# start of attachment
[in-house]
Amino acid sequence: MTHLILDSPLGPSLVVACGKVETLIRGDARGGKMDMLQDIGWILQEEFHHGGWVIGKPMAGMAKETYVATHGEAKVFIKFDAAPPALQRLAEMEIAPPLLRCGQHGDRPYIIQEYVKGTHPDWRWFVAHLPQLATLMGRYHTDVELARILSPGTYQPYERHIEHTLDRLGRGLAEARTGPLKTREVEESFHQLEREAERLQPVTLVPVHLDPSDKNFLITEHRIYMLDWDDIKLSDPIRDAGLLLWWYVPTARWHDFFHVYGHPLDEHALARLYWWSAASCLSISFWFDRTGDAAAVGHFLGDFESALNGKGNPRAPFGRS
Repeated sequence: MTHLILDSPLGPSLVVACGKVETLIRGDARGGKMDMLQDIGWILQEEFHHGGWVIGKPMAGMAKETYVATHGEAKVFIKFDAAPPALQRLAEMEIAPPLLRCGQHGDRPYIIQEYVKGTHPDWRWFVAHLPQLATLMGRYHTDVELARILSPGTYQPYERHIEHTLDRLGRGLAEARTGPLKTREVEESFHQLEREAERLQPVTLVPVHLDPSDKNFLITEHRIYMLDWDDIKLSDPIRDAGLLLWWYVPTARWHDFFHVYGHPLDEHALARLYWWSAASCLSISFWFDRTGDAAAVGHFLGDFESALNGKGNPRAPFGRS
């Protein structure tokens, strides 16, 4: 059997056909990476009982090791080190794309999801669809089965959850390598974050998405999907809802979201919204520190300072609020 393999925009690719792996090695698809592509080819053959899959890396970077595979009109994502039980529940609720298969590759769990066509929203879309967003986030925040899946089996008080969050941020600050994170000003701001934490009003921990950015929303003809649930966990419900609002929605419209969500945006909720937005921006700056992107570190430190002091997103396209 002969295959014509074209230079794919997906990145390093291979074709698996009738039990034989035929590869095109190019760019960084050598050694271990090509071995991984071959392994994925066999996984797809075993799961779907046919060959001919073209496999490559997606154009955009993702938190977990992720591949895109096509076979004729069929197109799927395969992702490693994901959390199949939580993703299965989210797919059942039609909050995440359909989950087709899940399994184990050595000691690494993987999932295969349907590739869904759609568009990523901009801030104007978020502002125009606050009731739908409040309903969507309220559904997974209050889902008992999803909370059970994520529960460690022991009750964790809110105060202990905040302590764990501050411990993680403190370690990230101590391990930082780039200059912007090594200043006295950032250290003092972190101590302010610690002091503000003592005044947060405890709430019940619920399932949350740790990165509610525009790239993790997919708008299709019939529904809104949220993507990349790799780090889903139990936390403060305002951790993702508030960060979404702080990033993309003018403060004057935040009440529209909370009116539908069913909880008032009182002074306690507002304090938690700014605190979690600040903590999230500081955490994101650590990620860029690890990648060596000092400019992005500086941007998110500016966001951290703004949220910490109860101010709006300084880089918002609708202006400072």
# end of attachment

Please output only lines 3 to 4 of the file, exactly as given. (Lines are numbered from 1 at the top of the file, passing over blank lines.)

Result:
Repeated sequence: MTHLILDSPLGPSLVVACGKVETLIRGDARGGKMDMLQDIGWILQEEFHHGGWVIGKPMAGMAKETYVATHGEAKVFIKFDAAPPALQRLAEMEIAPPLLRCGQHGDRPYIIQEYVKGTHPDWRWFVAHLPQLATLMGRYHTDVELARILSPGTYQPYERHIEHTLDRLGRGLAEARTGPLKTREVEESFHQLEREAERLQPVTLVPVHLDPSDKNFLITEHRIYMLDWDDIKLSDPIRDAGLLLWWYVPTARWHDFFHVYGHPLDEHALARLYWWSAASCLSISFWFDRTGDAAAVGHFLGDFESALNGKGNPRAPFGRS
């Protein structure tokens, strides 16, 4: 059997056909990476009982090791080190794309999801669809089965959850390598974050998405999907809802979201919204520190300072609020 393999925009690719792996090695698809592509080819053959899959890396970077595979009109994502039980529940609720298969590759769990066509929203879309967003986030925040899946089996008080969050941020600050994170000003701001934490009003921990950015929303003809649930966990419900609002929605419209969500945006909720937005921006700056992107570190430190002091997103396209 002969295959014509074209230079794919997906990145390093291979074709698996009738039990034989035929590869095109190019760019960084050598050694271990090509071995991984071959392994994925066999996984797809075993799961779907046919060959001919073209496999490559997606154009955009993702938190977990992720591949895109096509076979004729069929197109799927395969992702490693994901959390199949939580993703299965989210797919059942039609909050995440359909989950087709899940399994184990050595000691690494993987999932295969349907590739869904759609568009990523901009801030104007978020502002125009606050009731739908409040309903969507309220559904997974209050889902008992999803909370059970994520529960460690022991009750964790809110105060202990905040302590764990501050411990993680403190370690990230101590391990930082780039200059912007090594200043006295950032250290003092972190101590302010610690002091503000003592005044947060405890709430019940619920399932949350740790990165509610525009790239993790997919708008299709019939529904809104949220993507990349790799780090889903139990936390403060305002951790993702508030960060979404702080990033993309003018403060004057935040009440529209909370009116539908069913909880008032009182002074306690507002304090938690700014605190979690600040903590999230500081955490994101650590990620860029690890990648060596000092400019992005500086941007998110500016966001951290703004949220910490109860101010709006300084880089918002609708202006400072």